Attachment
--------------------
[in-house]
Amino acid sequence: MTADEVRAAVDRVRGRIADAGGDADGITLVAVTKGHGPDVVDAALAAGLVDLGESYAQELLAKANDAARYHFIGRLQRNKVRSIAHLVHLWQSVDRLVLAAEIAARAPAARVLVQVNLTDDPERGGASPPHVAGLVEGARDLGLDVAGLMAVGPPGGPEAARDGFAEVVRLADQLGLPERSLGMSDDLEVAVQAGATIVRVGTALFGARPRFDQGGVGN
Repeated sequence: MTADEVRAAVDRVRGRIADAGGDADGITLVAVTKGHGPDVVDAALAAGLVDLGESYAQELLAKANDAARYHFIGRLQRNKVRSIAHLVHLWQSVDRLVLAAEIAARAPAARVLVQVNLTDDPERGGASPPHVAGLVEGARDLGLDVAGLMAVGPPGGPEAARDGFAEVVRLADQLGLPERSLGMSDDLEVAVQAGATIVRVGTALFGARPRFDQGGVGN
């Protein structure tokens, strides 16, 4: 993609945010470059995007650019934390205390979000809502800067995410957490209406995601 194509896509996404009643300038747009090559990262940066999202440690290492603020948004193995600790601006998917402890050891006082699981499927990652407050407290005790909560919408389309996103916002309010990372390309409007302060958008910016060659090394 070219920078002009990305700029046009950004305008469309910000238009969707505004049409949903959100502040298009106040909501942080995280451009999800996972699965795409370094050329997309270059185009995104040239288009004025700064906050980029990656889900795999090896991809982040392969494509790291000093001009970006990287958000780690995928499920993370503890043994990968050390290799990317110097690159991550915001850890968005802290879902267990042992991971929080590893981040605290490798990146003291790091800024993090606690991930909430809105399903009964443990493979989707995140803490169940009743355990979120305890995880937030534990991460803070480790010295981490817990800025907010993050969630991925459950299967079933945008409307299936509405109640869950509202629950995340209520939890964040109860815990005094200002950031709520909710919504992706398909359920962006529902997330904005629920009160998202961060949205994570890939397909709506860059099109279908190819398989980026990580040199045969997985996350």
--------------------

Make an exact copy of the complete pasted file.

[in-house]
Amino acid sequence: MTADEVRAAVDRVRGRIADAGGDADGITLVAVTKGHGPDVVDAALAAGLVDLGESYAQELLAKANDAARYHFIGRLQRNKVRSIAHLVHLWQSVDRLVLAAEIAARAPAARVLVQVNLTDDPERGGASPPHVAGLVEGARDLGLDVAGLMAVGPPGGPEAARDGFAEVVRLADQLGLPERSLGMSDDLEVAVQAGATIVRVGTALFGARPRFDQGGVGN
Repeated sequence: MTADEVRAAVDRVRGRIADAGGDADGITLVAVTKGHGPDVVDAALAAGLVDLGESYAQELLAKANDAARYHFIGRLQRNKVRSIAHLVHLWQSVDRLVLAAEIAARAPAARVLVQVNLTDDPERGGASPPHVAGLVEGARDLGLDVAGLMAVGPPGGPEAARDGFAEVVRLADQLGLPERSLGMSDDLEVAVQAGATIVRVGTALFGARPRFDQGGVGN
């Protein structure tokens, strides 16, 4: 993609945010470059995007650019934390205390979000809502800067995410957490209406995601 194509896509996404009643300038747009090559990262940066999202440690290492603020948004193995600790601006998917402890050891006082699981499927990652407050407290005790909560919408389309996103916002309010990372390309409007302060958008910016060659090394 070219920078002009990305700029046009950004305008469309910000238009969707505004049409949903959100502040298009106040909501942080995280451009999800996972699965795409370094050329997309270059185009995104040239288009004025700064906050980029990656889900795999090896991809982040392969494509790291000093001009970006990287958000780690995928499920993370503890043994990968050390290799990317110097690159991550915001850890968005802290879902267990042992991971929080590893981040605290490798990146003291790091800024993090606690991930909430809105399903009964443990493979989707995140803490169940009743355990979120305890995880937030534990991460803070480790010295981490817990800025907010993050969630991925459950299967079933945008409307299936509405109640869950509202629950995340209520939890964040109860815990005094200002950031709520909710919504992706398909359920962006529902997330904005629920009160998202961060949205994570890939397909709506860059099109279908190819398989980026990580040199045969997985996350």